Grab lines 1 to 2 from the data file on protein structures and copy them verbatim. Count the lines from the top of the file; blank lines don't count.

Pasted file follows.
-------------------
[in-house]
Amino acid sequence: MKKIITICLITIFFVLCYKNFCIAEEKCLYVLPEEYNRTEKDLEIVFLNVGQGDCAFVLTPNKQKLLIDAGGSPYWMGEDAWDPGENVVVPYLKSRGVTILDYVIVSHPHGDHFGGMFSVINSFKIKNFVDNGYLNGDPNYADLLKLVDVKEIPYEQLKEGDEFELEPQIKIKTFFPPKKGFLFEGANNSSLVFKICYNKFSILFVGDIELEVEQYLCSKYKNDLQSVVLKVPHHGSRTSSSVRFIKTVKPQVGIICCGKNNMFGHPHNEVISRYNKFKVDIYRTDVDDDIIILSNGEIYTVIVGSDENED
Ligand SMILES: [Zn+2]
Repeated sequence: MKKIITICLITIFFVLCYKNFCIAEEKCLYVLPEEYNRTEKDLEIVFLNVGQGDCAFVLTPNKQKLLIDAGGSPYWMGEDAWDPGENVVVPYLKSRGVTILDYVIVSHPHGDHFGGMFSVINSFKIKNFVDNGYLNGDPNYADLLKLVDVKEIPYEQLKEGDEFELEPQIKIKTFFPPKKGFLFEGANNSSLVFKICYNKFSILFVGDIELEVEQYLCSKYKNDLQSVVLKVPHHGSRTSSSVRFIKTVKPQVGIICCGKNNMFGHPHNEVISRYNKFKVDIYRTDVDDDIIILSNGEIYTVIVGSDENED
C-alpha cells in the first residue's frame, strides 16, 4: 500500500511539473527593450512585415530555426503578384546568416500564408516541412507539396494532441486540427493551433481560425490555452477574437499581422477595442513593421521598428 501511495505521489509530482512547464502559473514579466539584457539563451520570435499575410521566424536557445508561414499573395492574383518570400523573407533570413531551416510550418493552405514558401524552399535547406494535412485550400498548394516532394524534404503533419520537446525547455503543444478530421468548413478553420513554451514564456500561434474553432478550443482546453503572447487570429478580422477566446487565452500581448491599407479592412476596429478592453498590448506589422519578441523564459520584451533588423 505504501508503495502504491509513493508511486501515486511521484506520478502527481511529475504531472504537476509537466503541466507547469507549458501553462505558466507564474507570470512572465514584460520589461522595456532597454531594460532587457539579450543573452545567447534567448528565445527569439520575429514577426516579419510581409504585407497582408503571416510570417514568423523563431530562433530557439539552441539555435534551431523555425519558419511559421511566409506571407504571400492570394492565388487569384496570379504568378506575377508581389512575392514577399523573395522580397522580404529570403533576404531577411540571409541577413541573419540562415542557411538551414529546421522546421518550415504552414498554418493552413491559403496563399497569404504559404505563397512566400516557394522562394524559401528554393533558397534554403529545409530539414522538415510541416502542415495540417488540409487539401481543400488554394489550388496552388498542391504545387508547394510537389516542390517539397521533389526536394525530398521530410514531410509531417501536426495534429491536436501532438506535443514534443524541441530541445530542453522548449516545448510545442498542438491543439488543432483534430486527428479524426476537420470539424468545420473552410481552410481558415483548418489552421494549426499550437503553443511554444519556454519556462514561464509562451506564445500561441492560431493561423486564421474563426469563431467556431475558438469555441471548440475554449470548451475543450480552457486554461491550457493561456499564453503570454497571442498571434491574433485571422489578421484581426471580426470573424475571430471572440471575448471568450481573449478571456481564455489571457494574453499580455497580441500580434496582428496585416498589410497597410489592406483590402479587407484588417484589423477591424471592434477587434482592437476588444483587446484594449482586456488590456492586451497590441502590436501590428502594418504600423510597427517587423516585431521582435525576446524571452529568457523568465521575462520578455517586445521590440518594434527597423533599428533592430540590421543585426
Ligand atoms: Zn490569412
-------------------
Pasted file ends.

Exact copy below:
[in-house]
Amino acid sequence: MKKIITICLITIFFVLCYKNFCIAEEKCLYVLPEEYNRTEKDLEIVFLNVGQGDCAFVLTPNKQKLLIDAGGSPYWMGEDAWDPGENVVVPYLKSRGVTILDYVIVSHPHGDHFGGMFSVINSFKIKNFVDNGYLNGDPNYADLLKLVDVKEIPYEQLKEGDEFELEPQIKIKTFFPPKKGFLFEGANNSSLVFKICYNKFSILFVGDIELEVEQYLCSKYKNDLQSVVLKVPHHGSRTSSSVRFIKTVKPQVGIICCGKNNMFGHPHNEVISRYNKFKVDIYRTDVDDDIIILSNGEIYTVIVGSDENED